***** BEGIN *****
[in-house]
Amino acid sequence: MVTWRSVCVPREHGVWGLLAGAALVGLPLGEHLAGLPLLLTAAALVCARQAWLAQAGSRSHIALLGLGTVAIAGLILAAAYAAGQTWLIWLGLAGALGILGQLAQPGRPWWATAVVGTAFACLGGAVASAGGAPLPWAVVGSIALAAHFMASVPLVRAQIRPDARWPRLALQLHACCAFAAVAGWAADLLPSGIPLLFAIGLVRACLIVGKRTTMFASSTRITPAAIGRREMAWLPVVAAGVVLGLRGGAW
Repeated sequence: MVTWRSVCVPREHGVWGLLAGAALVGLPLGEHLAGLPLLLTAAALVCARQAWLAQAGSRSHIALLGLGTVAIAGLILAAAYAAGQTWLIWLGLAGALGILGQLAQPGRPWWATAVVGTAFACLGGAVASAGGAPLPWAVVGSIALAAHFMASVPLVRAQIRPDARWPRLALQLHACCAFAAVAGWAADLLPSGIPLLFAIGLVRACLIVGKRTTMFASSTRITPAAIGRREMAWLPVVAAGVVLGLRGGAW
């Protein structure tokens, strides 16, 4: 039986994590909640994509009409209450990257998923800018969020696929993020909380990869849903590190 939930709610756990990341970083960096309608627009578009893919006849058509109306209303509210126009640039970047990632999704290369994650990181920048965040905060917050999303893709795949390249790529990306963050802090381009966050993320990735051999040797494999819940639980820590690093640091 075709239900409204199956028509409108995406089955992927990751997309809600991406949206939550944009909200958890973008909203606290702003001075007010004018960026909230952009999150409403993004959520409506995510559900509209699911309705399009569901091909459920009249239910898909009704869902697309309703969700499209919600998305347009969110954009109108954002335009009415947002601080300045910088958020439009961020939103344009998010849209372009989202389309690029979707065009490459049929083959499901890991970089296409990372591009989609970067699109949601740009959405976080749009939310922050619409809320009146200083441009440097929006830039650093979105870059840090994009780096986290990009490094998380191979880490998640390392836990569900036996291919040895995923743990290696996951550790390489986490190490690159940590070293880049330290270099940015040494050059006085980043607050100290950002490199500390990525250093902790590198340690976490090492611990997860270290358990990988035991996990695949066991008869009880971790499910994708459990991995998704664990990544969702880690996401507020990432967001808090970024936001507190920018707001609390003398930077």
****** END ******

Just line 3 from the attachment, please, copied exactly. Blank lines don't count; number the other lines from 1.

Repeated sequence: MVTWRSVCVPREHGVWGLLAGAALVGLPLGEHLAGLPLLLTAAALVCARQAWLAQAGSRSHIALLGLGTVAIAGLILAAAYAAGQTWLIWLGLAGALGILGQLAQPGRPWWATAVVGTAFACLGGAVASAGGAPLPWAVVGSIALAAHFMASVPLVRAQIRPDARWPRLALQLHACCAFAAVAGWAADLLPSGIPLLFAIGLVRACLIVGKRTTMFASSTRITPAAIGRREMAWLPVVAAGVVLGLRGGAW